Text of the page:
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Thursday, 29 November, 2001, 21:26 GMT
Enron fights for life after bid collapse
Enron graphic
Energy giant Enron is fighting to avoid collapsing in one of the biggest corporate failures in US history, after the termination of a life-saving $8.4bn (5.9bn) takeover deal.

Rival group Dynegy has pulled out of merger talks which would have saved Enron from a crisis which has seen its share price plunge by more than 90% since mid-October.

Dynegy's withdrawal followed decisions by the three major rating agencies to cut Enron bonds to junk status, over concerns about firm's ability to repay debts.

The downgrade rendered Enron liable to pay immediately $3.9bn of a total of $13bn in debt.

The firm has already appointed PricewaterhouseCoopers as administrators for its European operations, a move seen as a preliminary to a wider bankruptcy filing.

The company said that it had effectively split its European from its US operations, and that it had so far met all its European obligations.

Treasury worries

Enron's crisis, which prompted an 85% slide in its share price on Wednesday and a further 41% on Thursday, has been deemed sufficiently serious to warrant monitoring by the US Treasury Department.

"That is monitored... in terms of any effect it may have on markets or any other areas," a White House spokesman said.

Energy market regulators around the world have also confirmed that they are monitoring the situation, in the hope of staving off serious disruption to trading.

But analysts say that the fact that energy trading is less tightly regulated than share or bond markets could lead to legal problems as Enron's transactions are unwound.

The US House Energy and Commerce Committee's chairman launched an investigation on Thursday into possible accounting abuses by the company.

Survival effort

Dynegy blamed contract breaches, and a "material" change in the firm's prospects, for its decision to end talks begun three weeks ago.

Enron responded by announcing that it had suspended payments "other than those necessary to maintain core operations".

The firm would attempt to retain key employees while it explores "other options" to protect its core energy business, chief executive Kenneth Lay said.

But many observers have doubted Enron's changes of avoiding bankruptcy without Dynegy's support.

Bankruptcy looms

Standard & Poor's, one of the agencies which downgraded Enron's debt, had ranked as a "distinct possibility" Enron's need to file for court protection from creditors should the takeover fail.

Enron itself, in a recent regulatory report, doubted its ability to "continue as a going concern" should its debt be giving junk status.

"Their biggest asset is really their people and the trading floors and when you start losing credibility... that will dry up very quickly," Brian Youngberg, energy analyst at stockbroker Edward Jones told the BBC's World Business Report.

"Based on assets this would be the largest bankruptcy in history."

"The bankruptcy filing is really imminent. The problem is there is really not much that will be left for the common stock shareholders," he added.

Changing fortunes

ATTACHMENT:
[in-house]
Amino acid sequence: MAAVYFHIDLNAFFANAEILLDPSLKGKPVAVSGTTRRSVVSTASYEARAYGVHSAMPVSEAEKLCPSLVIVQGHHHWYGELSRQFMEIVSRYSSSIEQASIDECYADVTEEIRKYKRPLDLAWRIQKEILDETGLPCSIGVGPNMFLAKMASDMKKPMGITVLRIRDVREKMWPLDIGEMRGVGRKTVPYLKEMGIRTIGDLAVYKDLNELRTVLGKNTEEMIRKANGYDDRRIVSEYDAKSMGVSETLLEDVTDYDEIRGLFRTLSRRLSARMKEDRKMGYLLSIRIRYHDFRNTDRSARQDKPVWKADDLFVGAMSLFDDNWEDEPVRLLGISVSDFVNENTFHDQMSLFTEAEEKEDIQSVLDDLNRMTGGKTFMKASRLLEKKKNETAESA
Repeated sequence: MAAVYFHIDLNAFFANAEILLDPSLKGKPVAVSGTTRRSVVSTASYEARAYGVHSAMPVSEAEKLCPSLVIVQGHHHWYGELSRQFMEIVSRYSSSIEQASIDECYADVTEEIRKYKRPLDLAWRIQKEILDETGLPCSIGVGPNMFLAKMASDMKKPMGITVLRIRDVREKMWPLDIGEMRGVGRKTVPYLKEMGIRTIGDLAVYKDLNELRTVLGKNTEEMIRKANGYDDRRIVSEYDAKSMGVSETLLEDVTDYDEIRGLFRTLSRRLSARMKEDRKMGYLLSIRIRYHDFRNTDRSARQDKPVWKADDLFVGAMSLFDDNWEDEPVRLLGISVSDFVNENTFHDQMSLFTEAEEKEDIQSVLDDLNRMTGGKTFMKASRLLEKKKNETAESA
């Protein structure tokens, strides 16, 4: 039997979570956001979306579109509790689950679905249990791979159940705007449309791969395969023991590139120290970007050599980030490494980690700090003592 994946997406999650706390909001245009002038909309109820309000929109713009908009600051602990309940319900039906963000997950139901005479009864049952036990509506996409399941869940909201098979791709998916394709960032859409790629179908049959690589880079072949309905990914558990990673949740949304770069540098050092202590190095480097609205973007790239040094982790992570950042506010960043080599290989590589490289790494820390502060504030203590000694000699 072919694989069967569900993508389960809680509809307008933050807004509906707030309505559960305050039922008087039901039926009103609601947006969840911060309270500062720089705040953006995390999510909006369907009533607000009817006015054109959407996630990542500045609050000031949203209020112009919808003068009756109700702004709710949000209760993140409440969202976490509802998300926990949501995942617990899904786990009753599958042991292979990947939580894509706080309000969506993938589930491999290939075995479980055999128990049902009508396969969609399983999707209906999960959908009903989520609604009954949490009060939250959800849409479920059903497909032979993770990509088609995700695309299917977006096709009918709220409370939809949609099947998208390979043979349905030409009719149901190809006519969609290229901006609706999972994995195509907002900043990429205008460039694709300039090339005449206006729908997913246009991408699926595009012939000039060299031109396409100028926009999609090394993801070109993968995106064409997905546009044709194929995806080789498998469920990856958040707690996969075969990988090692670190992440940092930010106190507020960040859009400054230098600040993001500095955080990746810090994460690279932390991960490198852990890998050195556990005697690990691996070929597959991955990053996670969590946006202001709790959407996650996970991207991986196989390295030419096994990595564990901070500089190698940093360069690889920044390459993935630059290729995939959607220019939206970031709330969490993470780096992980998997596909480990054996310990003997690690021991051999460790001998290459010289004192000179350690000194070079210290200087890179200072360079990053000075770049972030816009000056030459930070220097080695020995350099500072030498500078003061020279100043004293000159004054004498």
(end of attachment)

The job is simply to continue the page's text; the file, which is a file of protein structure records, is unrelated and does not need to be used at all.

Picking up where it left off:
Enron's crisis represents a rapid turnaround for a company which has won a string of awards, last year posted profits of more than $1bn, and was only recently ranked number seven in the Fortune 500 list of US companies.

But the Houston-based firm ran into trouble six weeks ago when observers questioned mysterious charges in its balance sheets, triggering an investigation by the US financial watchdog.

Enron later admitted that profits between 1997 and 2001 were $600m lower than had been claimed.

The resulting slump in Enron's share price, as investors shunned the company, allowed Dynegy, historically a smaller energy firm, to stage a takeover bid.

A continuing stock collapse made the initial terms of the deal obsolete, and Dynegy is also reported to have baulked at Enron's tangled accounting techniques.

Cutting edge unit

The first many in the energy market knew of Wednesday's problems was when Enron's online trading system, Enron Online, ceased operations.

The unit had been responsible for up to 90% of Enron's earnings, and was believed to have been one of the main attractions for Dynegy of a takeover.

US energy regulators, who said they have begun monitoring Enron's crisis, said on Wednesday afternoon there were few signs of severe disruption to energy markets.

On the New York stock market, Enron shares closed down $3.53 at $0.61 on Wednesday, and were down another 40% in early trading on Thursday, this time to just 46 cents.

The shares topped $90 late last year.

The BBC's Stephen Evans
"It was too clever for its own good"
Brian Youngberg, energy analyst
"Based on assets, this would be the largest bankruptcy in history
Paul Garratt, Utilities Weekly magazine editor
"There will be volatility in the market if a player of this size disappears"
See also:

21 Nov 01 | Business
Crisis fears hit Enron shares
09 Nov 01 | Business
Traders wary of Enron's fate
09 Nov 01 | Business
Enron admits inflating profits
01 Nov 01 | Business
Troubles multiply at Enron
22 Oct 01 | Business
Probe sends Enron shares tumbling
05 Oct 01 | Business
Q&A: Bankruptcy made simple
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